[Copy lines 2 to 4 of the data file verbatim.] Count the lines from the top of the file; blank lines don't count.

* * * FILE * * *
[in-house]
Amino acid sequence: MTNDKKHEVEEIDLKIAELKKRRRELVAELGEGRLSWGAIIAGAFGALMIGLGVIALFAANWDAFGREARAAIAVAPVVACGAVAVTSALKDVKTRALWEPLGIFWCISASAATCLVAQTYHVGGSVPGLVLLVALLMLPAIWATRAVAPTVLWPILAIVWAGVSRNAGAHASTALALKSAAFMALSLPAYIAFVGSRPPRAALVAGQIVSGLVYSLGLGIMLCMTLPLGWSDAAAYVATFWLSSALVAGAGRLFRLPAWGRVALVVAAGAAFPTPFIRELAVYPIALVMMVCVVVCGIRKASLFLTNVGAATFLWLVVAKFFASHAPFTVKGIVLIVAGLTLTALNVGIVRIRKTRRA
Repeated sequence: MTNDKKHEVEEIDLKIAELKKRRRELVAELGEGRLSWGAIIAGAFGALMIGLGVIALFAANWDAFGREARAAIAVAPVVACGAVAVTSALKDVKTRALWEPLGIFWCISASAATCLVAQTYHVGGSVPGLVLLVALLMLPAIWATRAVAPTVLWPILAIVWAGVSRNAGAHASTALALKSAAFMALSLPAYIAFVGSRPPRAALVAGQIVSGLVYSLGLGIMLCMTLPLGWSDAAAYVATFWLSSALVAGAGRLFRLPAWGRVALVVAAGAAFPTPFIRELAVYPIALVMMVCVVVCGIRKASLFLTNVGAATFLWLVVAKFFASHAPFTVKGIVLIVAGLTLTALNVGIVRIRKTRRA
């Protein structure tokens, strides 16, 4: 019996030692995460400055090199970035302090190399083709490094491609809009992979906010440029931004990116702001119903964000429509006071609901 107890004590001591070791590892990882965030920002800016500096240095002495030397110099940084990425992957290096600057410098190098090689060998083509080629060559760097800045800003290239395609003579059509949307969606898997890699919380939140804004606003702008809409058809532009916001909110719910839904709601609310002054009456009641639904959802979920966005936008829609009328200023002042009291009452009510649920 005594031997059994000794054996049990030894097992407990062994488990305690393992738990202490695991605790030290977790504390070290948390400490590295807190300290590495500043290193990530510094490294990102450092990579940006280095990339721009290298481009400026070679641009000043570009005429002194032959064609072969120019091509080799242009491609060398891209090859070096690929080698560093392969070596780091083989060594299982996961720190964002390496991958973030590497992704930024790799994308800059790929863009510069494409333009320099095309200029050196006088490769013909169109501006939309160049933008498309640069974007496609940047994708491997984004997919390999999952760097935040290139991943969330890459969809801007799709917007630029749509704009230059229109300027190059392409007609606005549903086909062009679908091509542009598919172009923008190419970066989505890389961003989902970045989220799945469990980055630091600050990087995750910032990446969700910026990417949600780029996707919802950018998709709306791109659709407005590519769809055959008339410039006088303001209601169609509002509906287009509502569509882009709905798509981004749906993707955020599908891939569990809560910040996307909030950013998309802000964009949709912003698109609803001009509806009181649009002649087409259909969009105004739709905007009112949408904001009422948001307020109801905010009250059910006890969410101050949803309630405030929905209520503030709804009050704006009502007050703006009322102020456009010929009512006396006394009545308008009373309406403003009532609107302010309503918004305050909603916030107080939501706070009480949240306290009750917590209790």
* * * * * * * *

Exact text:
Amino acid sequence: MTNDKKHEVEEIDLKIAELKKRRRELVAELGEGRLSWGAIIAGAFGALMIGLGVIALFAANWDAFGREARAAIAVAPVVACGAVAVTSALKDVKTRALWEPLGIFWCISASAATCLVAQTYHVGGSVPGLVLLVALLMLPAIWATRAVAPTVLWPILAIVWAGVSRNAGAHASTALALKSAAFMALSLPAYIAFVGSRPPRAALVAGQIVSGLVYSLGLGIMLCMTLPLGWSDAAAYVATFWLSSALVAGAGRLFRLPAWGRVALVVAAGAAFPTPFIRELAVYPIALVMMVCVVVCGIRKASLFLTNVGAATFLWLVVAKFFASHAPFTVKGIVLIVAGLTLTALNVGIVRIRKTRRA
Repeated sequence: MTNDKKHEVEEIDLKIAELKKRRRELVAELGEGRLSWGAIIAGAFGALMIGLGVIALFAANWDAFGREARAAIAVAPVVACGAVAVTSALKDVKTRALWEPLGIFWCISASAATCLVAQTYHVGGSVPGLVLLVALLMLPAIWATRAVAPTVLWPILAIVWAGVSRNAGAHASTALALKSAAFMALSLPAYIAFVGSRPPRAALVAGQIVSGLVYSLGLGIMLCMTLPLGWSDAAAYVATFWLSSALVAGAGRLFRLPAWGRVALVVAAGAAFPTPFIRELAVYPIALVMMVCVVVCGIRKASLFLTNVGAATFLWLVVAKFFASHAPFTVKGIVLIVAGLTLTALNVGIVRIRKTRRA
């Protein structure tokens, strides 16, 4: 019996030692995460400055090199970035302090190399083709490094491609809009992979906010440029931004990116702001119903964000429509006071609901 107890004590001591070791590892990882965030920002800016500096240095002495030397110099940084990425992957290096600057410098190098090689060998083509080629060559760097800045800003290239395609003579059509949307969606898997890699919380939140804004606003702008809409058809532009916001909110719910839904709601609310002054009456009641639904959802979920966005936008829609009328200023002042009291009452009510649920 005594031997059994000794054996049990030894097992407990062994488990305690393992738990202490695991605790030290977790504390070290948390400490590295807190300290590495500043290193990530510094490294990102450092990579940006280095990339721009290298481009400026070679641009000043570009005429002194032959064609072969120019091509080799242009491609060398891209090859070096690929080698560093392969070596780091083989060594299982996961720190964002390496991958973030590497992704930024790799994308800059790929863009510069494409333009320099095309200029050196006088490769013909169109501006939309160049933008498309640069974007496609940047994708491997984004997919390999999952760097935040290139991943969330890459969809801007799709917007630029749509704009230059229109300027190059392409007609606005549903086909062009679908091509542009598919172009923008190419970066989505890389961003989902970045989220799945469990980055630091600050990087995750910032990446969700910026990417949600780029996707919802950018998709709306791109659709407005590519769809055959008339410039006088303001209601169609509002509906287009509502569509882009709905798509981004749906993707955020599908891939569990809560910040996307909030950013998309802000964009949709912003698109609803001009509806009181649009002649087409259909969009105004739709905007009112949408904001009422948001307020109801905010009250059910006890969410101050949803309630405030929905209520503030709804009050704006009502007050703006009322102020456009010929009512006396006394009545308008009373309406403003009532609107302010309503918004305050909603916030107080939501706070009480949240306290009750917590209790």